The Hidden Costs of Moving
BY: PHILLIP JOHNSON ON THURSDAY, FEBRUARY 03, 2011
This should seem obvious, but the actual move itself — especially if you’re driving cross country — will certainly cost you a pretty penny if you don’t plan beforehand. Hotels, meals, gas, and snacks all can add up fairly quickly, especially if you’re traveling with a large family. Potential repairs to your car on-the-road will also tally up, so make sure to have some discretionary funds just for that (as well as toll roads you may use.)
AAA has an incredible fuel calculator that will give you an accurate estimate of how much money you’ll be spending, based on the distance between your beginning-and-end points and make/model of your car. And while flying to your destination may save you some of this trouble, you’ll still need to calculate in taxi and luggage fees. (And you’ll still have to pay the company that’s driving your possessions the cost of gas.)
Extra Insurance/Special Objects
You almost certainly have to pay more for special, or at least heavy objects (like pianos, heavy furniture, for example.) Moving companies do provide insurance (according to weight), but it’s usually not enough, so you’ll probably to have to add some of your own. Peruse the rental company’s policy carefully, as it may not cover simply “damaged” goods (or, you’ll need to prove that the item was not damaged before they transported it.)
People often forget about this — the most important, yet most often overlooked, component of moving to a new home. Just think about everything you’ll need in order to pack your stuff: mountains of boxes, tape, renting dollies, bubble wrap, stamps, markers, bins, new suitcases, etc. At a traditional office supply store, these can run you $2 or $3 each (and big boxes often cost more.) Some moving companies will include a few of these materials with the price of the move, but double-check beforehand. And to save money, try to borrow old supplies from just-moved-in neighbors, or look for old boxes from outside retail or grocery stores.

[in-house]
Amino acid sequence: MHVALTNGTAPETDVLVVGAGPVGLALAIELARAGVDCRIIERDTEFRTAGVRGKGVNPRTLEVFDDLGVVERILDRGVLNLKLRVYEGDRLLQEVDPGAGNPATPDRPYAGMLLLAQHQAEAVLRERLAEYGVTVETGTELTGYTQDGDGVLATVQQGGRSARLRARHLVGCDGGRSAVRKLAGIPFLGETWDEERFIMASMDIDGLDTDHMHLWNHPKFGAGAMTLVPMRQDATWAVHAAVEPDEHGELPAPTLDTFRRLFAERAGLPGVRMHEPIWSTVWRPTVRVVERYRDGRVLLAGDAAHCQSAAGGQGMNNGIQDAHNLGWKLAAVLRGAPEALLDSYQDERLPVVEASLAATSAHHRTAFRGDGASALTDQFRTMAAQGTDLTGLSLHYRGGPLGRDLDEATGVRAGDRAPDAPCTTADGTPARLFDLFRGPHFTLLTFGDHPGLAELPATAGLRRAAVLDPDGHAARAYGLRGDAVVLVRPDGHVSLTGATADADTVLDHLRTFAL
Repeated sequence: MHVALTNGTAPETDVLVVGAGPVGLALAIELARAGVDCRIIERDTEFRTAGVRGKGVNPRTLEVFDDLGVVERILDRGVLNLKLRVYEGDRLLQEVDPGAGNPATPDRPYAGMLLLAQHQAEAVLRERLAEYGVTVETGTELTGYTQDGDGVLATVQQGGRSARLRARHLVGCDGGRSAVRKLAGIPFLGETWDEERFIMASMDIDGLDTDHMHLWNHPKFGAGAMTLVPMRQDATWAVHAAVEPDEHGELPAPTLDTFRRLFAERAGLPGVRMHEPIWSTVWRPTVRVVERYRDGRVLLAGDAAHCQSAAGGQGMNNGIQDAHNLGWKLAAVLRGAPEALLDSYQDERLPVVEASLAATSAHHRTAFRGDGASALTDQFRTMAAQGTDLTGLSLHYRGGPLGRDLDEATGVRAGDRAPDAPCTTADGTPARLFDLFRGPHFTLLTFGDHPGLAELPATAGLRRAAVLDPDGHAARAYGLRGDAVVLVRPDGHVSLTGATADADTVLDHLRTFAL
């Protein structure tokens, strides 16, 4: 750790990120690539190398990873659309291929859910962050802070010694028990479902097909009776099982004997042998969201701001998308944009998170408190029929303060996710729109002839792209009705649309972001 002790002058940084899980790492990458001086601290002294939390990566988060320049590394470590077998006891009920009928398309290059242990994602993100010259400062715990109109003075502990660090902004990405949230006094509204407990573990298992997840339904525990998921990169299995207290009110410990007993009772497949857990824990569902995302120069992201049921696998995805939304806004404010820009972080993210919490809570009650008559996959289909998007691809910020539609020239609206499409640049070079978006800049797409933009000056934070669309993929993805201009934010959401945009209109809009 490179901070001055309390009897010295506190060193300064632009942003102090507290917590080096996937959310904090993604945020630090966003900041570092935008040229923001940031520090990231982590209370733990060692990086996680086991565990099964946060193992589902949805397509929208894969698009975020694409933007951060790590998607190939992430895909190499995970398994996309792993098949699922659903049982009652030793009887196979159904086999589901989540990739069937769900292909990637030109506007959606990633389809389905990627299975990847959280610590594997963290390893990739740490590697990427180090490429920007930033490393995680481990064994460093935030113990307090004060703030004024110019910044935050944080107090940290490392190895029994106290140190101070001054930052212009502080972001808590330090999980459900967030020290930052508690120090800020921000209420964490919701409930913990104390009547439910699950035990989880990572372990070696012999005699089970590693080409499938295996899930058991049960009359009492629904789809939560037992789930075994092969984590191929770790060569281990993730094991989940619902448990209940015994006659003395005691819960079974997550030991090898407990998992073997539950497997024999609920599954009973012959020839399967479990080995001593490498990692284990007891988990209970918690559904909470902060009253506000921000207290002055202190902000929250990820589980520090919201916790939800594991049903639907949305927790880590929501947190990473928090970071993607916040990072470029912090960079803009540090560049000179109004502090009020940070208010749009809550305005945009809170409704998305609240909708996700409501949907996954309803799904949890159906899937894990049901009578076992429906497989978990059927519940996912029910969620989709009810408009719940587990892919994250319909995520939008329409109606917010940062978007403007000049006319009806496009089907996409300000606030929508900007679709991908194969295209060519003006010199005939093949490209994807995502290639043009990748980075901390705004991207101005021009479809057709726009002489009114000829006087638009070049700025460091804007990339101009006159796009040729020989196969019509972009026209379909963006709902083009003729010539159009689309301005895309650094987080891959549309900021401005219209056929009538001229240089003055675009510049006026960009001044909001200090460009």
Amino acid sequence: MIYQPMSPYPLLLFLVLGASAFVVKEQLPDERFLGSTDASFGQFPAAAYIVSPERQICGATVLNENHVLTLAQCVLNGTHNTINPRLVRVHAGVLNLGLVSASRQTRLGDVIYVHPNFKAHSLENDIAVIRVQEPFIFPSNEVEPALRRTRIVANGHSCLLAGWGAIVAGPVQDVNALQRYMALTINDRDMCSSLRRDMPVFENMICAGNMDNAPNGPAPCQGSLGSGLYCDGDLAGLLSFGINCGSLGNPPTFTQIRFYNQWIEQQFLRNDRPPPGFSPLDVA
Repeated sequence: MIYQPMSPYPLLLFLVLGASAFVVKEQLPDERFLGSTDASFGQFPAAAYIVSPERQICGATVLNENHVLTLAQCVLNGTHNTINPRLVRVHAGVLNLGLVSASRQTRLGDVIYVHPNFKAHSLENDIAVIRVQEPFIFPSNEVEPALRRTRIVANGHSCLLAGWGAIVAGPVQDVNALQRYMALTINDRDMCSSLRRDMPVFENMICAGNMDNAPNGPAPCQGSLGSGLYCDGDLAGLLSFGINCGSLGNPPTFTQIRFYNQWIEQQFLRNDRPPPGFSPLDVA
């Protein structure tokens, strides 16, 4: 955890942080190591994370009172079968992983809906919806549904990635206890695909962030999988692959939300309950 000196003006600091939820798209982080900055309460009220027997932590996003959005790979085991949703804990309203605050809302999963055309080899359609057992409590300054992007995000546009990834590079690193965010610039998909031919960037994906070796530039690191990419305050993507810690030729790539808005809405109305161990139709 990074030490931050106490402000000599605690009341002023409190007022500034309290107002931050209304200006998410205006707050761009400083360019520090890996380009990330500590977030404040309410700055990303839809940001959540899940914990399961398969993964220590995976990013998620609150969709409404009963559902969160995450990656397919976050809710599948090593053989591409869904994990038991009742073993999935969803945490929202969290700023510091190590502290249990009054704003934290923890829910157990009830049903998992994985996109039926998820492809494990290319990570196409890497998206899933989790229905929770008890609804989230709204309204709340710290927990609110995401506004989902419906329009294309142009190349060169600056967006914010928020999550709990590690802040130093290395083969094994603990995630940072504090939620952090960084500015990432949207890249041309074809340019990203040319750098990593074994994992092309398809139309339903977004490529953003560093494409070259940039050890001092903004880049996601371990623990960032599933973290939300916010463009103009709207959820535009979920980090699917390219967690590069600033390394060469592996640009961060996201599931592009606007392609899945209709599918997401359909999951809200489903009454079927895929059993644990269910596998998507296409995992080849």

Try to pick a time that is least popular for big moves, like the winter. Moving companies have more limited resources in the summer, and will often charge more for supplies (and their time.) The afternoon is usually less expensive than early morning, and the beginning and ends of the month are higher-priced for rental companies because this is when leases and other kinds of housing contracts tend to expire. Be flexible with your moving date, and you’ll pay a less expensive rate.
Don’t forget this! It’s customary to tip around 10-15% to each mover you work with (and more if the trip is longer.) Offering them water or snacks during a hot day can also be a very appreciated gesture.
Other things that might come into play during your move include temporary storage and new cleaning supplies for clearing out your old place. Remember that some of these items are tax deductible if moving for a new job or to take a course. There are certain restrictions (for example, your new job has to be at least 50 miles farther from your previous residence than your new job is.) You can check your eligibility here.
Additional Resources: If you ever fall into debt after big purchases like a move you can contact a company that offers credit repair services to help you get back on track financially.